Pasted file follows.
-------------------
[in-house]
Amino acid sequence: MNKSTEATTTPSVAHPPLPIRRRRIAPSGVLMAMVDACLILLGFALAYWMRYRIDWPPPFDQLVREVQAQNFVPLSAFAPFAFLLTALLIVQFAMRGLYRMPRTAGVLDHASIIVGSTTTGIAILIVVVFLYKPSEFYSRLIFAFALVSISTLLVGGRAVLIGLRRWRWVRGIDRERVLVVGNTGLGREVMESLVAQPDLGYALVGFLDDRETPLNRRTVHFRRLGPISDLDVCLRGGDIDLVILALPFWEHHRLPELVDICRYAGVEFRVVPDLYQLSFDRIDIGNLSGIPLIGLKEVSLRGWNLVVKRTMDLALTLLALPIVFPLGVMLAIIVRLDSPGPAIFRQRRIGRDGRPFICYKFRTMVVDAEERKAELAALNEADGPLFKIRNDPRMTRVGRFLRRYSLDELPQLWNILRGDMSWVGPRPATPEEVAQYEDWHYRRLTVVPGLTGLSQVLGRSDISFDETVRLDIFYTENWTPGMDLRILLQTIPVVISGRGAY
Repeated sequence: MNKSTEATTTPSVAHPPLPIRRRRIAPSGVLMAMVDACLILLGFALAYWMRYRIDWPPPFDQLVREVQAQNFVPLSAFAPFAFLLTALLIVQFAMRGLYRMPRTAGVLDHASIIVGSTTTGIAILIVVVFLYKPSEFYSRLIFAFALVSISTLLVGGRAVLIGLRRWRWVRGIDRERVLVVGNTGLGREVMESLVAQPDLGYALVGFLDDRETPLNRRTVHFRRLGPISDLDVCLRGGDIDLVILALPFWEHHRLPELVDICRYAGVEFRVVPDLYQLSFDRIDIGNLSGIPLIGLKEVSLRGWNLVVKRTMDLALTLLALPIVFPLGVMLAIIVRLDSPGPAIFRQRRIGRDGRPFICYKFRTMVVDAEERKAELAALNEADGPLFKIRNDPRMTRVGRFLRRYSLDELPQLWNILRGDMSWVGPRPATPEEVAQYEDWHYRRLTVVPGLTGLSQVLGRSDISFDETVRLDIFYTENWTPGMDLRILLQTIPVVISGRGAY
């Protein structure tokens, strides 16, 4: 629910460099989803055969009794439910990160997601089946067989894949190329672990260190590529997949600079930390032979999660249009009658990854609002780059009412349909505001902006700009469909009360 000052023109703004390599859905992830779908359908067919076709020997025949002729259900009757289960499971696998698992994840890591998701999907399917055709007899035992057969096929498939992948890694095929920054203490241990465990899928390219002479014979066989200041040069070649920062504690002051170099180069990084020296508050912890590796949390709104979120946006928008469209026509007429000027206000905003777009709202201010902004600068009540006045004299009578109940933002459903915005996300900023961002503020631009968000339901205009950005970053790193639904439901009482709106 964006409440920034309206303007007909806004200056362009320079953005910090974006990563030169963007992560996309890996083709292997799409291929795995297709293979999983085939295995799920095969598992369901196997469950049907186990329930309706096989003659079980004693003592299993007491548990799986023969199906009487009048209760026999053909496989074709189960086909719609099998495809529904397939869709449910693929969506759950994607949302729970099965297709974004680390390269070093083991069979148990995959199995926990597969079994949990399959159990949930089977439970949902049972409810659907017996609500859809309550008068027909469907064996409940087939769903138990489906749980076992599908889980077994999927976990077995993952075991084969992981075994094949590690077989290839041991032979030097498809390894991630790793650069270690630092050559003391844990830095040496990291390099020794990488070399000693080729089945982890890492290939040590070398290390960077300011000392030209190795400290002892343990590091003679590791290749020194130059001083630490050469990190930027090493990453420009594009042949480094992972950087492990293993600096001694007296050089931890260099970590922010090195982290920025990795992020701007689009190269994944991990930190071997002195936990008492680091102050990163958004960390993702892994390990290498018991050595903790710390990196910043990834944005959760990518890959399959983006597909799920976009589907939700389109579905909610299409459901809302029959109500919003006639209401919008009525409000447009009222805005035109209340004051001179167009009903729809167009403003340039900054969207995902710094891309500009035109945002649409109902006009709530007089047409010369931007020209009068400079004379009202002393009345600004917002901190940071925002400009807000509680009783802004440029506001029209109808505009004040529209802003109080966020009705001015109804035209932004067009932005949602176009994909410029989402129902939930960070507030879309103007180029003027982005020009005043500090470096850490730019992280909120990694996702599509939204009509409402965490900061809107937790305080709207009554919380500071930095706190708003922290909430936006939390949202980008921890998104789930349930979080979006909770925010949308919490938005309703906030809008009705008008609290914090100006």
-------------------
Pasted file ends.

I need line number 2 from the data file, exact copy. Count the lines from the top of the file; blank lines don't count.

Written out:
Amino acid sequence: MNKSTEATTTPSVAHPPLPIRRRRIAPSGVLMAMVDACLILLGFALAYWMRYRIDWPPPFDQLVREVQAQNFVPLSAFAPFAFLLTALLIVQFAMRGLYRMPRTAGVLDHASIIVGSTTTGIAILIVVVFLYKPSEFYSRLIFAFALVSISTLLVGGRAVLIGLRRWRWVRGIDRERVLVVGNTGLGREVMESLVAQPDLGYALVGFLDDRETPLNRRTVHFRRLGPISDLDVCLRGGDIDLVILALPFWEHHRLPELVDICRYAGVEFRVVPDLYQLSFDRIDIGNLSGIPLIGLKEVSLRGWNLVVKRTMDLALTLLALPIVFPLGVMLAIIVRLDSPGPAIFRQRRIGRDGRPFICYKFRTMVVDAEERKAELAALNEADGPLFKIRNDPRMTRVGRFLRRYSLDELPQLWNILRGDMSWVGPRPATPEEVAQYEDWHYRRLTVVPGLTGLSQVLGRSDISFDETVRLDIFYTENWTPGMDLRILLQTIPVVISGRGAY